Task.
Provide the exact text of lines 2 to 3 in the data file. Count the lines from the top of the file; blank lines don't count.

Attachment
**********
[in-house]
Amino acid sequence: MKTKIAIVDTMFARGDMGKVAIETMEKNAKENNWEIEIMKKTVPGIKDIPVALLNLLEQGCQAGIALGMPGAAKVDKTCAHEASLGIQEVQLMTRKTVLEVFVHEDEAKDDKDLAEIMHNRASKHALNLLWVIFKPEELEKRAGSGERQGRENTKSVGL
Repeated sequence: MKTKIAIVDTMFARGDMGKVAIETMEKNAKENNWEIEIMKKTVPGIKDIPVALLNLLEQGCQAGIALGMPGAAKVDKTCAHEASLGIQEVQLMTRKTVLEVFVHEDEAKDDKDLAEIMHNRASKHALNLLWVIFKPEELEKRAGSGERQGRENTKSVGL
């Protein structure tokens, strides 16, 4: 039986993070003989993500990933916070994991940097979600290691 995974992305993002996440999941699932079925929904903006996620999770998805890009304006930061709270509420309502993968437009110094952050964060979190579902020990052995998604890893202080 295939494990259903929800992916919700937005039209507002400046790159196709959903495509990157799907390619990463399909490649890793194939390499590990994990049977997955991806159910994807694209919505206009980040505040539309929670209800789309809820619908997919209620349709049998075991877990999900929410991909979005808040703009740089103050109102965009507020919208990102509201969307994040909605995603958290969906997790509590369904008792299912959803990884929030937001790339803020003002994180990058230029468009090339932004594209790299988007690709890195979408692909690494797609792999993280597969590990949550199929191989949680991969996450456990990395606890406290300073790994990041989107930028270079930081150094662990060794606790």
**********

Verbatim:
Amino acid sequence: MKTKIAIVDTMFARGDMGKVAIETMEKNAKENNWEIEIMKKTVPGIKDIPVALLNLLEQGCQAGIALGMPGAAKVDKTCAHEASLGIQEVQLMTRKTVLEVFVHEDEAKDDKDLAEIMHNRASKHALNLLWVIFKPEELEKRAGSGERQGRENTKSVGL
Repeated sequence: MKTKIAIVDTMFARGDMGKVAIETMEKNAKENNWEIEIMKKTVPGIKDIPVALLNLLEQGCQAGIALGMPGAAKVDKTCAHEASLGIQEVQLMTRKTVLEVFVHEDEAKDDKDLAEIMHNRASKHALNLLWVIFKPEELEKRAGSGERQGRENTKSVGL